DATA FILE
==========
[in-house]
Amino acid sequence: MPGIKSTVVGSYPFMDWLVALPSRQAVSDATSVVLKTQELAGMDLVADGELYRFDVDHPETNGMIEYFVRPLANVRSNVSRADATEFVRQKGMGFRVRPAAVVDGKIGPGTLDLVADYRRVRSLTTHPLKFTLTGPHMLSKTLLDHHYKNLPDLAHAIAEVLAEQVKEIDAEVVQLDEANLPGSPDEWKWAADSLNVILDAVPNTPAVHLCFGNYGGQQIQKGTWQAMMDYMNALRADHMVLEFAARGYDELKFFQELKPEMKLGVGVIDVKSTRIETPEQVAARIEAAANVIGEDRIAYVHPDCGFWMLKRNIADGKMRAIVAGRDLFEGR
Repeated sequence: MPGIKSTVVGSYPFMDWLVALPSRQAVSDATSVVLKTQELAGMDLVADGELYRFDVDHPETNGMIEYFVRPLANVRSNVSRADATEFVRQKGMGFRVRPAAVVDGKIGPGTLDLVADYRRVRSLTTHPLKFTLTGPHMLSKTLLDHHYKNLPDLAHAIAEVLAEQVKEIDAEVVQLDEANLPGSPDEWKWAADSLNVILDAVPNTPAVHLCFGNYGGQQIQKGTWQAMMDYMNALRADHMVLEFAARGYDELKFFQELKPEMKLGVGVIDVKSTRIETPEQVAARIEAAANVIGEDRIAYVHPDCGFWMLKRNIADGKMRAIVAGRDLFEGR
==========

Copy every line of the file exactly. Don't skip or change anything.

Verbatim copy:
[in-house]
Amino acid sequence: MPGIKSTVVGSYPFMDWLVALPSRQAVSDATSVVLKTQELAGMDLVADGELYRFDVDHPETNGMIEYFVRPLANVRSNVSRADATEFVRQKGMGFRVRPAAVVDGKIGPGTLDLVADYRRVRSLTTHPLKFTLTGPHMLSKTLLDHHYKNLPDLAHAIAEVLAEQVKEIDAEVVQLDEANLPGSPDEWKWAADSLNVILDAVPNTPAVHLCFGNYGGQQIQKGTWQAMMDYMNALRADHMVLEFAARGYDELKFFQELKPEMKLGVGVIDVKSTRIETPEQVAARIEAAANVIGEDRIAYVHPDCGFWMLKRNIADGKMRAIVAGRDLFEGR
Repeated sequence: MPGIKSTVVGSYPFMDWLVALPSRQAVSDATSVVLKTQELAGMDLVADGELYRFDVDHPETNGMIEYFVRPLANVRSNVSRADATEFVRQKGMGFRVRPAAVVDGKIGPGTLDLVADYRRVRSLTTHPLKFTLTGPHMLSKTLLDHHYKNLPDLAHAIAEVLAEQVKEIDAEVVQLDEANLPGSPDEWKWAADSLNVILDAVPNTPAVHLCFGNYGGQQIQKGTWQAMMDYMNALRADHMVLEFAARGYDELKFFQELKPEMKLGVGVIDVKSTRIETPEQVAARIEAAANVIGEDRIAYVHPDCGFWMLKRNIADGKMRAIVAGRDLFEGR